Annick C. Weustink, MD, PhD; Pim J. de Feyter, MD, PhD
Potential Conflicts of Interest: None disclosed.
Weustink AC, de Feyter PJ. Diagnostic Accuracy and Clinical Utility of Noninvasive Testing for Coronary Artery Disease. Ann Intern Med. 2011;154:290. doi: 10.7326/0003-4819-154-4-201102150-00015
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Published: Ann Intern Med. 2011;154(4):290.
The increase of radiation exposure associated with medical imaging studies is concerning and, when possible, should be avoided. In symptomatic patients with a low pretest probability of CAD, negative ECG stress test results—just like a normal contrast-enhanced computed tomographic scan of the coronary arteries—are associated with a very low posttest probability of CAD and do not warrant further downstream testing.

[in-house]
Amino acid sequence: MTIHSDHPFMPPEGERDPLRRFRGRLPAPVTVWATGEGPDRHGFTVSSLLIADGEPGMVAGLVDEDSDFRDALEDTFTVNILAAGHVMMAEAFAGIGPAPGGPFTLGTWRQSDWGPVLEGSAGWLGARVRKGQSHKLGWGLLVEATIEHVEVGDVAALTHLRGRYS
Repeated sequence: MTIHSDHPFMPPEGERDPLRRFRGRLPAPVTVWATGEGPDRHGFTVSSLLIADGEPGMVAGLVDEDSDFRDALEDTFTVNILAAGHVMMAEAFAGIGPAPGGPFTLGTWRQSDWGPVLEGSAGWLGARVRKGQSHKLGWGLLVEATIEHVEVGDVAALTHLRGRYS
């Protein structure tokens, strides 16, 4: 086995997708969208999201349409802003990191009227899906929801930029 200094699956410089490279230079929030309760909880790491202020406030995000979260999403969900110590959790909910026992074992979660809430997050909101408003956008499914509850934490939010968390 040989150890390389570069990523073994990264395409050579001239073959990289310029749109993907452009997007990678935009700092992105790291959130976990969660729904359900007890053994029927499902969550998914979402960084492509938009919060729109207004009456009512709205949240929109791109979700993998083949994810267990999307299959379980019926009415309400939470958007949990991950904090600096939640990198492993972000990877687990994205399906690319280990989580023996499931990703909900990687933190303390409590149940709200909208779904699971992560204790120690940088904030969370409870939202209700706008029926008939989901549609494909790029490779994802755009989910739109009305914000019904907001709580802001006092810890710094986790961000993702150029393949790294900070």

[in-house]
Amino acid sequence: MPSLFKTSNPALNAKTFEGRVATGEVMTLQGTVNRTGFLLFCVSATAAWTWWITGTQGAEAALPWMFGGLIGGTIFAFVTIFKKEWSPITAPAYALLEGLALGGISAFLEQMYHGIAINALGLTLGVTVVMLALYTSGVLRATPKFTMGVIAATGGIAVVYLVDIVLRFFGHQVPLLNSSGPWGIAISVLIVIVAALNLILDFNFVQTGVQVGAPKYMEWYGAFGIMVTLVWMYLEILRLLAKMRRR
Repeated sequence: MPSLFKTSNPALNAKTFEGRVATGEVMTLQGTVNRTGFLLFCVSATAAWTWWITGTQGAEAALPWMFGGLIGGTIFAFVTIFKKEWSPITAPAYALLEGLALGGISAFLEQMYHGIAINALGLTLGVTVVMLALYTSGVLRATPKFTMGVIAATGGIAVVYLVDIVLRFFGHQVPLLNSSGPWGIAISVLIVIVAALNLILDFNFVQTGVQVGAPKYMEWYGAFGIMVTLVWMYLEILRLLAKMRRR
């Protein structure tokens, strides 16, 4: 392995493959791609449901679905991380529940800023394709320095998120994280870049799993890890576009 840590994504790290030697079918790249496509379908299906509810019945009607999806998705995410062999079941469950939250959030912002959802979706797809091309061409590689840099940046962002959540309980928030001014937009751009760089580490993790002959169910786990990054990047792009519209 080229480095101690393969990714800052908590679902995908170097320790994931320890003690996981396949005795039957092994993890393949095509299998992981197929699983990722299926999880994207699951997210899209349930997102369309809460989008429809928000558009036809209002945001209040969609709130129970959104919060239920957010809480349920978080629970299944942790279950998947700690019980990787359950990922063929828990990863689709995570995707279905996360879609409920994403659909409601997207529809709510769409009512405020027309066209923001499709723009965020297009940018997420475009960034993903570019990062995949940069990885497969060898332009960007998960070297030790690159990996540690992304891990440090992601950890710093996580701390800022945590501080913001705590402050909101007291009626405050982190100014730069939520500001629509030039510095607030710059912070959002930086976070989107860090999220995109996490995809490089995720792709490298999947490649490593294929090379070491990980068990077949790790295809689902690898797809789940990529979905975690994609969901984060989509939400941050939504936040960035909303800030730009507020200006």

We prefer to use ECG stress testing as an initial study because it is widely available and inexpensive and causes no radiation exposure. If, however, patients with a low pretest probability of CAD have positive ECG stress test results, these results are highly likely to be false-positive.
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